I budget based on getting to 400,000 km; past that is bonus. I don’t normally sell any vehicle until the foreseeable cost of keeping it on the road for another year exceeds what it’s worth.

    • 0 avatar
      golden2husky

      A lot of factors determine which cars make it past 200K, and some have nothing to do with design.  A big factor is depreciation.  Cars that depreciate quickly are less likely to get a big repair like a transmission.  Yet if they were treated to a rebuilt trans, they might go just as far (or more) than the car that held its value so well that it got the rebuilt trans…

    • 0 avatar
      geozinger

      @Michael Karesh: “and going over 200k is much more common than you suspect, even in something like a Chevy Cavalier.”
       
      My former daily driver, a well used and now rather rusty 1997 Cavalier has 246,000+ miles on it. Right now it’s sidelined until the new transmission seal gets installed. I’ll probably do it after the New Year, due to a shortage of cash right now… Gotta love those after Christmas sales…

  • avatar
    Crosley

    I’ve owned two “911″ Porsches (an ’86 and a ’99) both were low mileage and meticulously maintained.  I wouldn’t characterize either as “reliable.”  Regarding other Porsche products, early Boxsters were notorious for engine failures, and Cayennes have the reputation for being lemons.  And don’t even get me started on 928s (though I still want one)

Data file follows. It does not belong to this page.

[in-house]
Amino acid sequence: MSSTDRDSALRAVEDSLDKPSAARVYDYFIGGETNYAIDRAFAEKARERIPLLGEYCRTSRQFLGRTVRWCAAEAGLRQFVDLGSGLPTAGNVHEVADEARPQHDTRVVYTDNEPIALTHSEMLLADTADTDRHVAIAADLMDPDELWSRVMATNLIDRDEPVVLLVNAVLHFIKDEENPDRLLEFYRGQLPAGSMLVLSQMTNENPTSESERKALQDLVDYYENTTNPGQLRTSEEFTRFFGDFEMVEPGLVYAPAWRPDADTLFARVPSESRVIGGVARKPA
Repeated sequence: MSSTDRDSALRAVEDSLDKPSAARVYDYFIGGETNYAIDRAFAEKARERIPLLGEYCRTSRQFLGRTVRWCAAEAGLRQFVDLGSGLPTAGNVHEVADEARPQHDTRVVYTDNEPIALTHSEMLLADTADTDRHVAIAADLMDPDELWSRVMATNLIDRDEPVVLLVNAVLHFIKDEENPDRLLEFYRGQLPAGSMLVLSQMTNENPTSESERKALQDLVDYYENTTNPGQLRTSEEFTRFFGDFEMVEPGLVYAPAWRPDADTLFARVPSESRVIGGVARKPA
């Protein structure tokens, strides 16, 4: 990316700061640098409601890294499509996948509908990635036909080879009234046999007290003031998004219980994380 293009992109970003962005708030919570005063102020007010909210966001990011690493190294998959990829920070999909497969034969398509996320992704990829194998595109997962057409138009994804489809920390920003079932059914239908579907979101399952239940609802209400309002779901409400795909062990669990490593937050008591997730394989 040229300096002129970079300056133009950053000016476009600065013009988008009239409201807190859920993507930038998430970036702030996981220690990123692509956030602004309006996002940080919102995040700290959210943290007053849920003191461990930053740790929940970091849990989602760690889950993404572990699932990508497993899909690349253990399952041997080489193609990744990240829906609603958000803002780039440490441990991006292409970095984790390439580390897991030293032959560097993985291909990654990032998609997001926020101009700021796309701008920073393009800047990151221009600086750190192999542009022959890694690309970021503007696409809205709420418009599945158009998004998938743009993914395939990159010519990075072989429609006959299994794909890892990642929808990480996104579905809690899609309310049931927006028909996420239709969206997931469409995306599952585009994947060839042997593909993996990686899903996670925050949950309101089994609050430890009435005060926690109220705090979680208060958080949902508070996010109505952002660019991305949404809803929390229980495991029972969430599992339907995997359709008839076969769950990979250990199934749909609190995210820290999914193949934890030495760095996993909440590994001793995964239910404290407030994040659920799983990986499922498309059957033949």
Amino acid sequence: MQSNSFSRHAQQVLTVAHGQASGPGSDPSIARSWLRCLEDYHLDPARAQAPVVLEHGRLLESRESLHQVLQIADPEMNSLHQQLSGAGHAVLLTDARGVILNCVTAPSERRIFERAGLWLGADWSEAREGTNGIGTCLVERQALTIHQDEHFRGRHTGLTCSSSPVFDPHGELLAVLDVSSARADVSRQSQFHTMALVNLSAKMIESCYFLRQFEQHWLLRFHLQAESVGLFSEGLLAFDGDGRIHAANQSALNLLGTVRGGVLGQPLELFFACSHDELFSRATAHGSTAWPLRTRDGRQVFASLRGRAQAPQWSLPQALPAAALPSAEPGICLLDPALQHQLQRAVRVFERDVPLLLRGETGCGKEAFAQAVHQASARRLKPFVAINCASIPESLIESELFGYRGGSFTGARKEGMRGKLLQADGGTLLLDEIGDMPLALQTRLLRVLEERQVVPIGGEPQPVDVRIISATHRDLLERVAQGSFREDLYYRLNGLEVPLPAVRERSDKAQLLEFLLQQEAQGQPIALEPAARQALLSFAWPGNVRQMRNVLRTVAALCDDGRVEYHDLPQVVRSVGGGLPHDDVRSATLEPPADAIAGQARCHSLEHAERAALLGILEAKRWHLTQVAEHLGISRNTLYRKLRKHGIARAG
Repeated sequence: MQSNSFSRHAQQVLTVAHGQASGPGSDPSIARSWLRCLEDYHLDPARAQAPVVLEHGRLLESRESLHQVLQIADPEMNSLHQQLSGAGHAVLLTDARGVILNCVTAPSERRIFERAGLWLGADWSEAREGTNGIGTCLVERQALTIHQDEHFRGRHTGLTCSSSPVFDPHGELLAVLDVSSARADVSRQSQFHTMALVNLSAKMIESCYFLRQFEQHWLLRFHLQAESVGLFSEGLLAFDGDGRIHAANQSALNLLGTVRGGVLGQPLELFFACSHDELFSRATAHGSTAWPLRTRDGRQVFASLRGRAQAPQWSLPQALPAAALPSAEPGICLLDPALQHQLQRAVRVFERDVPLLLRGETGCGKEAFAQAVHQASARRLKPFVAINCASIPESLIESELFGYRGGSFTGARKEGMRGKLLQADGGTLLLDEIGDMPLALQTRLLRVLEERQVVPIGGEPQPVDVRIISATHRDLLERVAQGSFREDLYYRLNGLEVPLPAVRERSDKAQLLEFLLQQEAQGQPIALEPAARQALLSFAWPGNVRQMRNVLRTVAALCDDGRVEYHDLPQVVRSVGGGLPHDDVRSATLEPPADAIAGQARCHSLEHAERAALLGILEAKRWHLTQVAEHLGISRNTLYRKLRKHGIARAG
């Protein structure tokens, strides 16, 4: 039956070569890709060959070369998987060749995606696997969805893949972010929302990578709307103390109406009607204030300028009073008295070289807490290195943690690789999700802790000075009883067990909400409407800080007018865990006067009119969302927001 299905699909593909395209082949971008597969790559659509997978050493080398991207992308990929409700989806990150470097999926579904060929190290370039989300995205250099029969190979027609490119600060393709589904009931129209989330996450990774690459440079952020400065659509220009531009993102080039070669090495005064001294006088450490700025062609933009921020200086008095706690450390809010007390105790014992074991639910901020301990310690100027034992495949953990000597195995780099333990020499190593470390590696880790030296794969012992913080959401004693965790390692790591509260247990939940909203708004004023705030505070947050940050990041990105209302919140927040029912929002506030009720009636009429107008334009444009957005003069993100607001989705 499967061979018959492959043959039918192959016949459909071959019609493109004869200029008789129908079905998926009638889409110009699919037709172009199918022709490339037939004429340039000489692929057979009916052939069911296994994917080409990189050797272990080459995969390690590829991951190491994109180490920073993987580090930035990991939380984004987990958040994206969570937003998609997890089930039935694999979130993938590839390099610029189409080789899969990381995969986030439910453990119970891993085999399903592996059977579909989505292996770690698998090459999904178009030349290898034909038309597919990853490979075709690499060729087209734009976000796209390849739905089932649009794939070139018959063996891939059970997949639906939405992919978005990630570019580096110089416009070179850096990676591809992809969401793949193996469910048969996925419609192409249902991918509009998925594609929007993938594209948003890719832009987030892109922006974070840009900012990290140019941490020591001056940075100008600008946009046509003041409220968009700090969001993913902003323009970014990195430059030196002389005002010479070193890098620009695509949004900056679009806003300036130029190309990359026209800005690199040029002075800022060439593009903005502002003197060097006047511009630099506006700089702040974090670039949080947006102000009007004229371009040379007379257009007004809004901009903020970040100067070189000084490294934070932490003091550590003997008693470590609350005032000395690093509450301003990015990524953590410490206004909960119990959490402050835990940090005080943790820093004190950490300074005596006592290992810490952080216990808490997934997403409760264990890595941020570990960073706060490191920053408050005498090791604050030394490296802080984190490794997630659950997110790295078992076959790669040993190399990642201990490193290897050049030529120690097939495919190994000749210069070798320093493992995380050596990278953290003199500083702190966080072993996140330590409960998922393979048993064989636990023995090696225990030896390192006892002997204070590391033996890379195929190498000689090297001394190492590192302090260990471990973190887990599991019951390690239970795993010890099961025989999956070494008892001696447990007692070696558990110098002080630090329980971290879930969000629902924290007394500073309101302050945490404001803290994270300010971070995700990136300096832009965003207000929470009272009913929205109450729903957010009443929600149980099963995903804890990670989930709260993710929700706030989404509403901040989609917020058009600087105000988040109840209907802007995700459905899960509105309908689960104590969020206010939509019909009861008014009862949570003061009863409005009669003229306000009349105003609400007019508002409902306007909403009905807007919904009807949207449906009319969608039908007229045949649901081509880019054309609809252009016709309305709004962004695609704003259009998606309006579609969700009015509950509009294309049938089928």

I’m not saying Porsche makes a bad product, but my guess is they get good feedback because they’re usually second cars with very little mileage, no one ever skimps on maintenance, and they have a cult-like following that people will always make excuses for.
     
    I wouldn’t put them in the same category as Honda and Toyota in terms of reliability, especially if you’re judging the entire product line.

  • avatar
    ajla

    Likewise, a simple internet search for [porsche boxster engine problems] puts paid to any notion that the average Porsche owner has an 85% chance.
     
    The Forbes article is bad, the CR data does seem questionable, and I’m nowhere near a Porsche expert, but it is my experience that the internet overestimates repair frequencies by roughly 10000%.

  • avatar
    saponetta

    dswilly,